But on May 20, the model is entirely sure there will be zero deaths. The 95 percent confidence interval runs from zero deaths to ... zero deaths.


There are many other devastating quotes in the articles and claims that the flaws have been fixed, but being flawed in the past likely means flawed in the future.
 

Ron Texas

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#17
@Putter all models suck. The issue as I see it is the local expert picked one which was an outlier to make some kind of a point or sensationalize the issue. By the way, we are being asked to change our lives and economy based on the predictions of certain other models unrelated to COVID-19, if you get my drift. Perhaps those are garbage too.
 

egellings

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#18
I think that to argue about the speed of light, measurement conditions must be carefully, accurately specified. I personally have no way to make that measurement, so I suggest that all measurements be made in outer space, in a vacuum, to get rid of variations caused by the medium the light goes through.
 

Wes

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This is rather OT, but what determines whether the; IHME model Ms. Birx uses is any more robust than your local virologist who is willing to admit the limitations of his model and which apply to all models.
...
The model from the U. Wash. group is a curve-fitting model, and non-mechanistic. There is a paucity of information about the actual methodology.

Nonetheless, I am sure it was created in good faith, if not selected in good faith by the Administration's poliitical operatives.
 

RayDunzl

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#20
I think that to argue about the speed of light, measurement conditions must be carefully, accurately specified. I personally have no way to make that measurement, so I suggest that all measurements be made in outer space, in a vacuum, to get rid of variations caused by the medium the light goes through.
Isn't LIGO a good candidate for that test? They have a vacuum.

"LIGO’s optical components quietly reside in a colossal vacuum chamber encompassing 10,000 cubic meters (353,000 cubic feet), with an air pressure of 10-9 torr, or one-trillionth of an atmosphere."

Even space isn't good enough:

Interplanetary Space has enough junk in its vacuum to provide the mass for plasma thrusters - https://iopscience.iop.org/article/10.1088/1742-6596/1238/1/012063/pdf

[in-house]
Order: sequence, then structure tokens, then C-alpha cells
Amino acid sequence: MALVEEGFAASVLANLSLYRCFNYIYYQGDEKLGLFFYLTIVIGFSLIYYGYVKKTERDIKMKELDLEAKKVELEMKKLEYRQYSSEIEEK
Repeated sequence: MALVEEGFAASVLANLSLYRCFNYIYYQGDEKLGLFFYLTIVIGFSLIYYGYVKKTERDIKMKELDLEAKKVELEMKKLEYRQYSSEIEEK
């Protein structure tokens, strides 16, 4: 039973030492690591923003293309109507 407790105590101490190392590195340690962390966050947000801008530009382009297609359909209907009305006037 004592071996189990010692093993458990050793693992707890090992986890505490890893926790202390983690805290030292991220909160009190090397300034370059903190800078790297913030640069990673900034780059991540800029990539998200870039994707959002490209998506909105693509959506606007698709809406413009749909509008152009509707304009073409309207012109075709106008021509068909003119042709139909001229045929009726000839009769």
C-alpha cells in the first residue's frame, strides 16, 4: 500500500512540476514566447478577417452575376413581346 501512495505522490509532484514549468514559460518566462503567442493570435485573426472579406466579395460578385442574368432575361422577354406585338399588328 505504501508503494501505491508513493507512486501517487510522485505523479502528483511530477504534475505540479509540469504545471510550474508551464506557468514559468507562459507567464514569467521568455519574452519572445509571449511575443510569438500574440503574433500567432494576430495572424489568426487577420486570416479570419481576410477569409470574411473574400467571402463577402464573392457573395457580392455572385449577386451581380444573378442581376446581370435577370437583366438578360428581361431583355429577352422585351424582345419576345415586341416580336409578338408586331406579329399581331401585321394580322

"Ultra-high vacuum chambers, common in chemistry, physics, and engineering, operate below one trillionth (10−12) of atmospheric pressure (100 nPa), and can reach around 100 particles/cm3.[4] Outer space is an even higher-quality vacuum, with the equivalent of just a few hydrogen atoms per cubic meter on average in intergalactic space."

Intergalactic space is distant.

"According to modern understanding, even if all matter could be removed from a volume, it would still not be "empty" due to vacuum fluctuations, dark energy, transiting gamma rays, cosmic rays, neutrinos, and other phenomena in quantum physics."

LIGO is measuring distance over 4km lengths to (claimed) within "change in distance 10,000 times smaller than a proton".

Of course, you still have to deal with the background gravitation that will spoil everything.

Do you have to take into account where the Moon is in its orbit? The orientation of the revolution of the Earth to the Sun?

Maybe so: https://en.wikipedia.org/wiki/Earth_tide

And other arbitrary conventions:

"The speed of light in vacuum, commonly denoted c, is a universal physical constant important in many areas of physics. Its exact value is defined as 299792458 metres per second. It is exact because by international agreement a metre is defined as the length of the path travelled by light in vacuum during a time interval of 1⁄299792458 second."

What's a second?

"The second is the duration of 9,192,631,770 periods of the radiation corresponding to the transition between the two hyperfine levels of the ground state of the caesium-133 atom."

That was 1967. I wonder if that has been "refined".